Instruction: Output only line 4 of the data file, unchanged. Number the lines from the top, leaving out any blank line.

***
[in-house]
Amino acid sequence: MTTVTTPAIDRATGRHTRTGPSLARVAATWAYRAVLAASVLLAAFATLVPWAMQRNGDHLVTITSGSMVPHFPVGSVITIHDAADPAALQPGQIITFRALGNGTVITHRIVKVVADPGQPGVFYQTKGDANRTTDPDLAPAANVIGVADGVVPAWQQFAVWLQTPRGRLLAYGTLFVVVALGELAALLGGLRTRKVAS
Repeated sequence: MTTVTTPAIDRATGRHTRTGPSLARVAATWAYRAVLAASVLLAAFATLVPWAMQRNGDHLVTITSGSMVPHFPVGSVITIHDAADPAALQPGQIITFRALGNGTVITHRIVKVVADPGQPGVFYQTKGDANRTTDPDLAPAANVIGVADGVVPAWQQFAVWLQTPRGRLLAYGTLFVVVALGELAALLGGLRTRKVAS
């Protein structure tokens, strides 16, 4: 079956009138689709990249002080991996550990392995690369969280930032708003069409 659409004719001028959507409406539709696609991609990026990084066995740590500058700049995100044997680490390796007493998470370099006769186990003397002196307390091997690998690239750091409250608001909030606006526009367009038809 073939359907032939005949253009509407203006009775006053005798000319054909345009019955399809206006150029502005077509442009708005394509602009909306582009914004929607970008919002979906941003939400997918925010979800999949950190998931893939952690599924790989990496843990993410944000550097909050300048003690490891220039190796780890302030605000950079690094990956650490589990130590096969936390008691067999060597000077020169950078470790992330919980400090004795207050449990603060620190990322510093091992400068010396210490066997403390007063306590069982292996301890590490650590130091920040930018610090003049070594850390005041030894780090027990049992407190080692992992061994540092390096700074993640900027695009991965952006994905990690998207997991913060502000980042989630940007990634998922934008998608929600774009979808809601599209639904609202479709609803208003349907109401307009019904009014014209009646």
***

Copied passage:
């Protein structure tokens, strides 16, 4: 079956009138689709990249002080991996550990392995690369969280930032708003069409 659409004719001028959507409406539709696609991609990026990084066995740590500058700049995100044997680490390796007493998470370099006769186990003397002196307390091997690998690239750091409250608001909030606006526009367009038809 073939359907032939005949253009509407203006009775006053005798000319054909345009019955399809206006150029502005077509442009708005394509602009909306582009914004929607970008919002979906941003939400997918925010979800999949950190998931893939952690599924790989990496843990993410944000550097909050300048003690490891220039190796780890302030605000950079690094990956650490589990130590096969936390008691067999060597000077020169950078470790992330919980400090004795207050449990603060620190990322510093091992400068010396210490066997403390007063306590069982292996301890590490650590130091920040930018610090003049070594850390005041030894780090027990049992407190080692992992061994540092390096700074993640900027695009991965952006994905990690998207997991913060502000980042989630940007990634998922934008998608929600774009979808809601599209639904609202479709609803208003349907109401307009019904009014014209009646």